Premier Christy Clark chalked up something of a pre-election coup Wednesday February 15, when two key First Nations, the Lax Kw’alaams and Metlakatla, officially signed benefits agreements in support of Petronas’ $36 billion Pacific NorthWest LNG project in Prince Rupert.
Although Petronas has yet to announce a final investment decision, Wan Badrul Hisham, Petronas’ chief project officer for PNW LNG, suggested that the signing of a benefits agreement with First Nations was an important step.
“We at the Pacific NorthWest LNG are very encouraged by the achievement of this significant milestone in the development of the LNG project,” Hisham said at an official signing ceremony Wednesday in Victoria.
“With this agreement in place, we can now look forward towards working on a common goal of realizing the project.”
The Lax Kw’alaams originally opposed the project. In 2015, the band rejected a $1.2 billion offer of cash and land. But a change in band council leadership, which installed John Helin as the band’s mayor, eventually led to the band supporting the project.
It’s not yet clear how the new benefits agreement compares to the previous one. One the surface, it appears to offer less money and land than what was originally offered.
The new deal offers the Lax Kw’alaams $98 million and 1,942 hectares of Crown land – slightly less than 2,200 hectares originally offered.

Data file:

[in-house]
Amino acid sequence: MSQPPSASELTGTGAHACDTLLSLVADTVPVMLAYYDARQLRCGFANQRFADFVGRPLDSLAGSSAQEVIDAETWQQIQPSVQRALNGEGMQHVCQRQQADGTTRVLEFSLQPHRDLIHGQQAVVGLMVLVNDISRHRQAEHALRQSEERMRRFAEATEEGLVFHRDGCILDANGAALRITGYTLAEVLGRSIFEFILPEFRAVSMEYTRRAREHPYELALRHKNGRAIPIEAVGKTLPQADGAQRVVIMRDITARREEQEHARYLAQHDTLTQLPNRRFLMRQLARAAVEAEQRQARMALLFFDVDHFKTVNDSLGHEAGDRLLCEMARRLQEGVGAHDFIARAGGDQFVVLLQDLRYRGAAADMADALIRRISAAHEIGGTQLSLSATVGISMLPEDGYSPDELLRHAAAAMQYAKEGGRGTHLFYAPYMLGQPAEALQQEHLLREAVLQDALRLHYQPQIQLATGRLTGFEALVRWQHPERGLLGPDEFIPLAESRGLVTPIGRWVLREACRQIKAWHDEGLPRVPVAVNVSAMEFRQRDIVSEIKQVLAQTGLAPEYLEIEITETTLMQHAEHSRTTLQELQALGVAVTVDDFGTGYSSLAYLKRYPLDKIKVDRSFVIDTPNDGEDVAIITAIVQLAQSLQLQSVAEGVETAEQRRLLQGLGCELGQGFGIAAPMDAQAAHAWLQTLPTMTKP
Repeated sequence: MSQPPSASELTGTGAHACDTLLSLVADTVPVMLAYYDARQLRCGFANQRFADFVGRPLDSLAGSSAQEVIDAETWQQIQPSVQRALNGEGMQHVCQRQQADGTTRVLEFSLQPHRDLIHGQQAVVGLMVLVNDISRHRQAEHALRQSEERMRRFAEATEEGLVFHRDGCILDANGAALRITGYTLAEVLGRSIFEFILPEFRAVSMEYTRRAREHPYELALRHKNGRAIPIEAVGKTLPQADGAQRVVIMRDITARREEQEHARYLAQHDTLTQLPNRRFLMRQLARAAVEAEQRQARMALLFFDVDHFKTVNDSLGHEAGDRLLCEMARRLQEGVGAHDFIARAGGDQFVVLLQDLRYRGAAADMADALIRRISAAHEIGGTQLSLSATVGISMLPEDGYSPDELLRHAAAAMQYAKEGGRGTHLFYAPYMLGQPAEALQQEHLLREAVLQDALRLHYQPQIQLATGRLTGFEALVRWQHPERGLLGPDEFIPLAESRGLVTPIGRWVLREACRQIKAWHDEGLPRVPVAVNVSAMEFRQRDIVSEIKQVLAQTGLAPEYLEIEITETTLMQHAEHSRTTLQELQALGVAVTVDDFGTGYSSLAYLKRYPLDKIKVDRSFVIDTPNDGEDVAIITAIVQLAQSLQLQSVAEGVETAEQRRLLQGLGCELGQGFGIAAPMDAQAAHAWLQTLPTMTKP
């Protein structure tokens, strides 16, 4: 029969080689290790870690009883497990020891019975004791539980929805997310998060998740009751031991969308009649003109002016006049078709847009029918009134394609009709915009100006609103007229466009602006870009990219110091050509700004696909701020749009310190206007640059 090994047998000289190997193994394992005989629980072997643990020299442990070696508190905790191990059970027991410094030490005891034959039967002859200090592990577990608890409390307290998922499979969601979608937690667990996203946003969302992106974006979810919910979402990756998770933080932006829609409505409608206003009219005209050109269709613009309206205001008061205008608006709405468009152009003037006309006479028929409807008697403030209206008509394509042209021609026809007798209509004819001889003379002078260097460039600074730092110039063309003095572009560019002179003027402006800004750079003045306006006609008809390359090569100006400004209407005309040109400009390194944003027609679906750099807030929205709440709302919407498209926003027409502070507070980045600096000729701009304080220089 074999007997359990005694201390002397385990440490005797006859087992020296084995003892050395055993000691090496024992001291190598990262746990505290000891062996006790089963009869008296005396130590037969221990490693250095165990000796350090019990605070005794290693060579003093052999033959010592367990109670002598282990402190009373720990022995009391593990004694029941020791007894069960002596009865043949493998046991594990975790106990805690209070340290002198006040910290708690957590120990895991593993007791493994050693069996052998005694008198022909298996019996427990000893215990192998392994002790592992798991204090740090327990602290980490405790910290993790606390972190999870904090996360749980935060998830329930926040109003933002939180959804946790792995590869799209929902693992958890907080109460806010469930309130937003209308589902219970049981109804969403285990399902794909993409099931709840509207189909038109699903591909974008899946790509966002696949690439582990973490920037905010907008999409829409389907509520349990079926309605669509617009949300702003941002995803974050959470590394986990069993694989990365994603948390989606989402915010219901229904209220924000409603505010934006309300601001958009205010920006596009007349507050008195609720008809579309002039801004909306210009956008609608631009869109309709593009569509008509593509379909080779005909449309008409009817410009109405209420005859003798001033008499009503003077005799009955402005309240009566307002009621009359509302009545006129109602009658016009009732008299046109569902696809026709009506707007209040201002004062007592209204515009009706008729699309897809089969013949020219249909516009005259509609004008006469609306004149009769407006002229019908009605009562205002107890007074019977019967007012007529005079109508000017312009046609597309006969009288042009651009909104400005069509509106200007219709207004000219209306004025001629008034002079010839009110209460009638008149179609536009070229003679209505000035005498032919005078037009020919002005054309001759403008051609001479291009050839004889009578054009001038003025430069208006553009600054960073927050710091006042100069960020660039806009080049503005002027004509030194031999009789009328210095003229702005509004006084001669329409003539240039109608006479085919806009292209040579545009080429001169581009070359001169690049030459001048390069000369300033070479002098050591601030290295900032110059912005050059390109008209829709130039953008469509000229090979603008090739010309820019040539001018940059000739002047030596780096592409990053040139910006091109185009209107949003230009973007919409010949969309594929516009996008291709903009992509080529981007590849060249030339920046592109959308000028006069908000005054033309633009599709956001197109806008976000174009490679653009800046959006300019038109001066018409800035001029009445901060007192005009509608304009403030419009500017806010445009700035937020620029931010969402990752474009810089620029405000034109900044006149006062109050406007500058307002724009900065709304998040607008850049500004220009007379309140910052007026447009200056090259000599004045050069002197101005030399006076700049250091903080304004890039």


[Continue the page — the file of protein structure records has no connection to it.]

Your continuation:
It also offers annual payments and profit sharing from the LNG plant and the Prince Rupert Gas Transmission pipeline: $590,000 annually from the LNG plant and $815,000 annually from the pipeline.
There are numerous other agreements, including spending commitments worth $50 million for roads and other infrastructure.
Helin said the agreement gives his people some input on how the project proceeds, and will provide his people with ongoing revenue streams and jobs.
“For the first time in my lifetime…we’re really a part of what’s happening within our traditional territory as far as looking after the environment and getting benefits I think we deserve,” Helin said.
“The benefits that would accrue from the project, should it go forward – or when it goes forward – are huge for our community members,” Helin said. “It goes a long way to addressing a lot of our needs in our communities.”
Metlakatla Chief Councillor Harold Leighton called the agreement “leading edge.”
“It gives the Coast Tsimshian a say in how the facilities are going to be built and to make sure they’re built safely,” he said.
“The revenue sharing is going to change the communities. And hopefully, one day, both communities will be self sufficient. The size and scope of the agreements that we signed are unheard of.”
The LNG plant on Lelu Island would cost $11 billion to build. But when the construction of the Prince Rupert Gas Transmission line and all the upstream natural gas assets are included, PNW LNG represents a total capital investment of $36 billion.
“When Pacific NorthWest LNG goes ahead, it means an investment of $36 billion,” said Premier Christy Clark. “One of the largest private sector investments – thank you Petronas – that will ever have been made in the country.”
She said the project will create 3,500 construction jobs and 350 permanent jobs.
Clark has been criticized for promises made in 2013 that an LNG industry would be underway by now. The only LNG project to get a final investment decision yet is the much smaller Woodfibre LNG project in Squamish.